Case in point: today’s reading. All it says is that Jesus approached two different sets of brothers and invited them to follow him. Without apparent hesitation, each put down his nets and left everything. There is no description of how they knew Jesus or how Jesus knew them. There is no information as to why Jesus chose them over others. And there is no detail about how their families reacted to their decisions. Mark’s focus is on the opportunity Jesus presented and how Simon, Andrew, James, and John grabbed it. Given the chance, they kicked the ball as hard as they could. Given the chance, they went to San Francisco for an once-in-a-lifetime weekend with their son.
It strikes me that there are different kinds of opportunities. Some are life-changing – like the one presented to the disciples. Some are memorable – like what Grier did. Some call us to let our hair down and have some fun – like kicking the ball with reckless abandon. True, there are things we label as opportunity that are nothing more than distraction. Forgetting those and focusing on ones that are real, I believe there is something spiritual embedded deep within each opportunity. If it is a the call to discipleship, the spiritual nature is more obvious than when an uncle rolls out a ball, but still each opportunity has a spiritual element. Each offers a way to nourish our soul through change, challenge, exhilaration, and (remember this from last week’s sermon?) taking us to a place we would not get to on our own.
When Grier told me about his trip I truly was happy for him and I found myself wondering what I would do if I was in his place. Would I see past the hair-covered front and all the reasons to get out of its way or would I see only in hindsight that I had missed the chance to be a part of something remarkable? His willingness to go for it is something I admire. It is a witness to me (and perhaps to you too) how Jesus calls us to say yes when opportunity knocks.
Grier is one of twelve members of St. Paul’s who serve on our Vestry. We are just coming off a two-day retreat where we reviewed the past year, considered current opportunities and challenges, and got our selves positioned to move forward. I am keenly aware of how each person on this Vestry had good reason to say no to the call to serve: too busy, too new to the congregation, too old, too unworthy, too whatever. But do you know what, when that hairy creature called on them to step forward, each person said yes. It is a good and godly group and it was a joy to gather with them Friday night and Saturday.
One of the new buzzwords in organizational life is “nimble.” It reflects the desire for a group like, say St. Paul’s, to be flexible enough to respond to opportunity. It is possible to be so weighed down by structure, responsibility, obligation, tradition, inertia, and a host of other things that opportunity would need to come in the form of a wrecking ball in order to make an impact. That, I trust, is not us.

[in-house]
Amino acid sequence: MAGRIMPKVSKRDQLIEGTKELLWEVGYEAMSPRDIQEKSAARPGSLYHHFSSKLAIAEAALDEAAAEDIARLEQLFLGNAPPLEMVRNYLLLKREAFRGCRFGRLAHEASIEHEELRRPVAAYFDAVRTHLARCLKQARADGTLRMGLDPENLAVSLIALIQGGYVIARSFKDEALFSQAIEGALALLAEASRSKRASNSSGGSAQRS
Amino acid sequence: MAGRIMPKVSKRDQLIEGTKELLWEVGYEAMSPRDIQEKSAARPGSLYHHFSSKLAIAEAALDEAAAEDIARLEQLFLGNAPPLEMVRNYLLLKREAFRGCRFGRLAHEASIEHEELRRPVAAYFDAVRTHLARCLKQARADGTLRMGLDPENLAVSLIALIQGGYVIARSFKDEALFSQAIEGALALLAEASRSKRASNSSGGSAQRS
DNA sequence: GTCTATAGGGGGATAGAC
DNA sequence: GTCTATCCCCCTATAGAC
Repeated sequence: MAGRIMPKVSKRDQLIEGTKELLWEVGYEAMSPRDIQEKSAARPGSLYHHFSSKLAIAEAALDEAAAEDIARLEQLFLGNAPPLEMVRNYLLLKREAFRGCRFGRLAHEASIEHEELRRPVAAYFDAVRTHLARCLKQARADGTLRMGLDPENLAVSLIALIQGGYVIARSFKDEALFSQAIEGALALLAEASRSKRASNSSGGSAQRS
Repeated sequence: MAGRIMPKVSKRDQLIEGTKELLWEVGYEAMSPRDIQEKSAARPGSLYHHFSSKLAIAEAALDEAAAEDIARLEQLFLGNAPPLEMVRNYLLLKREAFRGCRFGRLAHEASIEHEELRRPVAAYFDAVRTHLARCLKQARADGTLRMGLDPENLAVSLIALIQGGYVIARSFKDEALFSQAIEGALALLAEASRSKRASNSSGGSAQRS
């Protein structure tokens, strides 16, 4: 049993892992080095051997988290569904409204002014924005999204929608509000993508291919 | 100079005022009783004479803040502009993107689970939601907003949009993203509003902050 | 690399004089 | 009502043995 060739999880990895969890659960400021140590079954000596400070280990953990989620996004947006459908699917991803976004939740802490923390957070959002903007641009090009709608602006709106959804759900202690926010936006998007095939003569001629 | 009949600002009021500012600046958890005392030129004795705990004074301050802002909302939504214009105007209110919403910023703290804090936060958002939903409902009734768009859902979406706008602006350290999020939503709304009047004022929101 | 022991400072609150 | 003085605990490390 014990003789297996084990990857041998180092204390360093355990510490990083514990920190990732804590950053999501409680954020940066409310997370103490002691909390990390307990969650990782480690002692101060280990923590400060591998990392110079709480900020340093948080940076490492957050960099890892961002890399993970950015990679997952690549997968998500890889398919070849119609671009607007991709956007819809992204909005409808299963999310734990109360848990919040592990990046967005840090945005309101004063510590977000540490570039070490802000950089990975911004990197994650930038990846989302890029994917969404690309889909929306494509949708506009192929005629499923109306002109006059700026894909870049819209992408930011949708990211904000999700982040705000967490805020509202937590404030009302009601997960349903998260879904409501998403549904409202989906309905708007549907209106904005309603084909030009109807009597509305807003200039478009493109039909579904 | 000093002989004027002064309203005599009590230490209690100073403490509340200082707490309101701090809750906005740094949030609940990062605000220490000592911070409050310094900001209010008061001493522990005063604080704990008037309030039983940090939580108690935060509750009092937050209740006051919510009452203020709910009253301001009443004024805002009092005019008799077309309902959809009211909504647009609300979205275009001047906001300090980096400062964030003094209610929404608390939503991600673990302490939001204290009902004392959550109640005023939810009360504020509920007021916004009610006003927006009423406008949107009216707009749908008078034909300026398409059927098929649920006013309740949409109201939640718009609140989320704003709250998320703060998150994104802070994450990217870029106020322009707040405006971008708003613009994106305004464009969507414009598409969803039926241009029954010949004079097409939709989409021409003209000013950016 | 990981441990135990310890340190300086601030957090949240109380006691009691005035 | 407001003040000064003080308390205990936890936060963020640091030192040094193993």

And what about you? If you are like me then you know how to resist most things that are new. You know how to see the street or the woods 400 feet away and worry that you might kick the ball into it. ‘No’ becomes such an easy default response to opportunity. And in a world so crammed full of “opportunities,” saying ‘no’ is a necessary survival response. But what if I asked you, “Would you like to have a deeper, richer, more meaningful prayer life?” You might say ‘yes.’ To which I would respond, “Well, our Christian education program is focusing on prayer right now.” Would you decide to be here at 9:30 on Sunday mornings? It is an opportunity. And what if I asked, “Would you like to make a difference in the lives of people who are living on the margins of society… and in the process be blessed beyond anything else you have ever done?” Would you be interested in that? It is not a fantasy. It is something people here are experiencing every Monday evening when they serve in the Food Pantry. It is another opportunity.
Are you willing to drop your nets and follow Jesus to something you have never done before? Let’s be honest, laying down your nets is no small thing, is it? So much in our culture tells us that all we are and all we are to be involved with is picking up our nets and going to work and getting our kids to the game and keeping up the appearances of success and happiness. Yes, these things are important, but somehow they are hairier on the backside, aren’t they! They have a way of grabbing us and strangling us and making it so difficult – or perhaps an even better word is ‘radical’ – to grab on to an opportunity – any opportunity – that will help us to experience the fullness of life God intends for us.
Jesus said, “Drop your nets and follow me.”